How do Brave and BAT come into the equation?
At the heart of the ecosystem are the two parts: the Basic Attention Token (BAT) itself and the Brave browser.
Let’s look at the Brave Browser first, as this is the core component that BAT is built on.
The Brave browser:
Brave blocks mal-advertisements and trackers by default, ensuring that your browsing experience is secure, private, and fast. It also prevents ads from popping up when you visit any publisher’s site.
All these are offered for free with the Brave browser.
But it also helps publishers and advertisers at the same time. This is where BAT enters the ecosystem.
The Basic Attention Token (BAT):
The Basic Attention Token is a unit of exchange that is used between publishers, advertisers, and users. The token is a quantitative representation of the user’s attention. Attention can be defined as “focused mental interaction.”
If users decide they want to see ads, they are rewarded with BAT tokens and only see ads that are generated based on their browser activity level (not on studied activity by sites malware/tracker). Note that users can choose to be shown ads or not, or simply use Brave as a browser (like you would with Chrome or Edge).
If you (the user) decide that you’d like to be paid in BAT to view ads, this means the more time you spend focusing on ads, the more BAT token is paid to you. This explains the ‘attention token’ aspect of Basic Attention Tokens (BAT).
Thus the ecosystem works as follows. Publishers offer advertising space on their sites if they’re part of the Brave ecosystem. Advertisers pay in fiat to advertise to the Brave users. Brave converts a portion of that fiat currency to BAT tokens and will pay users for their attention to see the ads.
This entire ecosystem is contained within the Brave browser.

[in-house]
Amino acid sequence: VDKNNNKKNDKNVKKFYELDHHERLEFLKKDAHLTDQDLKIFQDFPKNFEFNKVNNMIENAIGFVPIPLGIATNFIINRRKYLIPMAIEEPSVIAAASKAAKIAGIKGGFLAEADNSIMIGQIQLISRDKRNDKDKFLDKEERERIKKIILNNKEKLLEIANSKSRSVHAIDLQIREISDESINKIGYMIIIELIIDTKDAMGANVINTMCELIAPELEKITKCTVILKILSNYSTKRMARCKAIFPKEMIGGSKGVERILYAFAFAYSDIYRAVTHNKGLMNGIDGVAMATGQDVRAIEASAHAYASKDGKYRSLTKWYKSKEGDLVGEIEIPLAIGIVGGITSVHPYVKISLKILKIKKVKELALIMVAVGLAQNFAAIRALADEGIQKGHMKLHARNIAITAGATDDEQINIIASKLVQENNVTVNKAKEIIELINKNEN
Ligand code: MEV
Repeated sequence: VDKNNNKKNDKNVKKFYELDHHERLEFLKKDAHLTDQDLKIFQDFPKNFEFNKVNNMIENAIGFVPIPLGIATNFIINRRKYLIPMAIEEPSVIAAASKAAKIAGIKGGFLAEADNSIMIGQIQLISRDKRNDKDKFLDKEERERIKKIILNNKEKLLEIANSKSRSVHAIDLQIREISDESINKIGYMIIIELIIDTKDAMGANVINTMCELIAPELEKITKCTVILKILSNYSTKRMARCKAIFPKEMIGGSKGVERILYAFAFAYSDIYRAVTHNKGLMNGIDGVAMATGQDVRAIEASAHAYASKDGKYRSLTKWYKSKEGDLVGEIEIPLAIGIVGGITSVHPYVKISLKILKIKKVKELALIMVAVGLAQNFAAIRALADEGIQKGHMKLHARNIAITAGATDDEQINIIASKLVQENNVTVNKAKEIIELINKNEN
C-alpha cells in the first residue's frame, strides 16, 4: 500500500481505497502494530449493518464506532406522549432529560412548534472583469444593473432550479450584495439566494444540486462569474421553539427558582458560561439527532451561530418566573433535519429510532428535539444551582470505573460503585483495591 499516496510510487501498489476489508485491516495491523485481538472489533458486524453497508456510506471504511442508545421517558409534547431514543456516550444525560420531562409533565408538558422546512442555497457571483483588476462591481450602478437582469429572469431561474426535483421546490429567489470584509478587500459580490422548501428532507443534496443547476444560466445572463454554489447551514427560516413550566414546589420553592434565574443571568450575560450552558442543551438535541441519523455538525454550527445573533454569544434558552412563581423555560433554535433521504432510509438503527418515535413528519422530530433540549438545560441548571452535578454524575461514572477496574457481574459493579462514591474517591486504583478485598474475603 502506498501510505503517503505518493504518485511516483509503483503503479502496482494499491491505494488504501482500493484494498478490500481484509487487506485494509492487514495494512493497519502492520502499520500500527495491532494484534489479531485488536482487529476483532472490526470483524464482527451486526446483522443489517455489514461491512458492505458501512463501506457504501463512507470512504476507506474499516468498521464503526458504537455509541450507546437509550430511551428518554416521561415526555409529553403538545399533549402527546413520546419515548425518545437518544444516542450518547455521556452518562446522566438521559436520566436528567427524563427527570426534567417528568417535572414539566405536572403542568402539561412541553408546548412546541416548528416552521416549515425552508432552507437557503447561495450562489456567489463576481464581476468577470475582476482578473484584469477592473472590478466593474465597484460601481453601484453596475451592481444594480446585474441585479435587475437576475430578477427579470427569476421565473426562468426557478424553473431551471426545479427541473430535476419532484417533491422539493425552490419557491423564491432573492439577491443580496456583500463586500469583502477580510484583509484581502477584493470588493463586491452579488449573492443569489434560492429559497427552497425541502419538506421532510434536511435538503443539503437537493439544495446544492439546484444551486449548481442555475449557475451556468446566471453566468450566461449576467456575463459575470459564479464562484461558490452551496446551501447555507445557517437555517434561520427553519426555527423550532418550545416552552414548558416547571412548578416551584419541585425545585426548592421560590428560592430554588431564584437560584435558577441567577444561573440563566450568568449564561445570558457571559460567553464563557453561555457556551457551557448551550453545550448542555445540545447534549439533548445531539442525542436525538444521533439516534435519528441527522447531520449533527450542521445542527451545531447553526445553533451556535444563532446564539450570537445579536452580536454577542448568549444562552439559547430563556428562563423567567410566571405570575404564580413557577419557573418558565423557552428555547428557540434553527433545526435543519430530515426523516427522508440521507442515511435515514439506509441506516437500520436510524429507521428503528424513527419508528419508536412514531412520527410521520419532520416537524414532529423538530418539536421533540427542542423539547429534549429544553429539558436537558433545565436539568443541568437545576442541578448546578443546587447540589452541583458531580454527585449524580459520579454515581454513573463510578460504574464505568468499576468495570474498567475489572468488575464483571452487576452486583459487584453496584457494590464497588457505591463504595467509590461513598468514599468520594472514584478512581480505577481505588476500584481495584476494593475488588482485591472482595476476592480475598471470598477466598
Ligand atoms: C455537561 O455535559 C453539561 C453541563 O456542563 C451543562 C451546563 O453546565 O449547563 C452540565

Is BAT really helpful?
Here are the benefits for each of the three parties that make up the digital advertising ecosystem:
- Users: receive BAT if they opt to pay attention to ads. The user’s attention is monitored confidentially on the device using the “Brave” browser, and the user’s personal data never leaves their device.
- Advertisers: Advertisers achieve higher ROI, better targeting, and less fraud than they might otherwise get on different platforms.
- Publishers: Publishers receive BAT based on user attention. As inefficiencies decrease, revenues increase.
In theory yes, Brave and the BAT ecosystem help every party involved. However every system is not without its challenges, as quick research will show. Brave is continually developing their ecosystem to improve and looks to gain momentum moving forward.
Brave and BAT Today
The BAT cryptocurrency provides a completely unique approach to digital advertising, and despite its infancy, the Brave platform is supported by an experienced team. While it is unlikely for Brave to entirely replace social networking sites and browsers such as Google, it has the potential to revolutionize the advertising sector.
The idea that you, publishers, and advertisers can all benefit in a secure, private, and mutually beneficial environment – is a different take on the current web experience that is often one-sided.
With a current marke cap of $885-million USD, the Brave ecosystem has grown tremendously over the past few years.
At the end of the day, even if you’re not interested in getting paid for looking at ads, you can still get an excellent browsing experience with Brave for the web.